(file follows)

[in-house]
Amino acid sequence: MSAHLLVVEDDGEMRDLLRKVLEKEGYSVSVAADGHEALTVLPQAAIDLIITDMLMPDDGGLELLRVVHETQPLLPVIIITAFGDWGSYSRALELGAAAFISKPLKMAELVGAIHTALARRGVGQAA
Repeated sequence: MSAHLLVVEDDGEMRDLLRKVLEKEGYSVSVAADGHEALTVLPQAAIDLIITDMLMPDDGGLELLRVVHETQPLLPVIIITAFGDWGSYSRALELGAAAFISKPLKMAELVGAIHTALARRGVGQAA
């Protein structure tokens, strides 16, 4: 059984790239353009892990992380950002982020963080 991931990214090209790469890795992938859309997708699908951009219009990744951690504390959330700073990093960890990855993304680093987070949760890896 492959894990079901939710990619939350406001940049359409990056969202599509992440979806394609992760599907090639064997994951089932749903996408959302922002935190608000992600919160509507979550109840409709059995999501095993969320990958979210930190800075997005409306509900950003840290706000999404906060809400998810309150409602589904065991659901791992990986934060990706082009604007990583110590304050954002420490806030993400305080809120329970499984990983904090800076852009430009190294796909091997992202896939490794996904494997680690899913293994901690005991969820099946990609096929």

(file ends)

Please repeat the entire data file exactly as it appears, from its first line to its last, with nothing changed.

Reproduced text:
[in-house]
Amino acid sequence: MSAHLLVVEDDGEMRDLLRKVLEKEGYSVSVAADGHEALTVLPQAAIDLIITDMLMPDDGGLELLRVVHETQPLLPVIIITAFGDWGSYSRALELGAAAFISKPLKMAELVGAIHTALARRGVGQAA
Repeated sequence: MSAHLLVVEDDGEMRDLLRKVLEKEGYSVSVAADGHEALTVLPQAAIDLIITDMLMPDDGGLELLRVVHETQPLLPVIIITAFGDWGSYSRALELGAAAFISKPLKMAELVGAIHTALARRGVGQAA
């Protein structure tokens, strides 16, 4: 059984790239353009892990992380950002982020963080 991931990214090209790469890795992938859309997708699908951009219009990744951690504390959330700073990093960890990855993304680093987070949760890896 492959894990079901939710990619939350406001940049359409990056969202599509992440979806394609992760599907090639064997994951089932749903996408959302922002935190608000992600919160509507979550109840409709059995999501095993969320990958979210930190800075997005409306509900950003840290706000999404906060809400998810309150409602589904065991659901791992990986934060990706082009604007990583110590304050954002420490806030993400305080809120329970499984990983904090800076852009430009190294796909091997992202896939490794996904494997680690899913293994901690005991969820099946990609096929």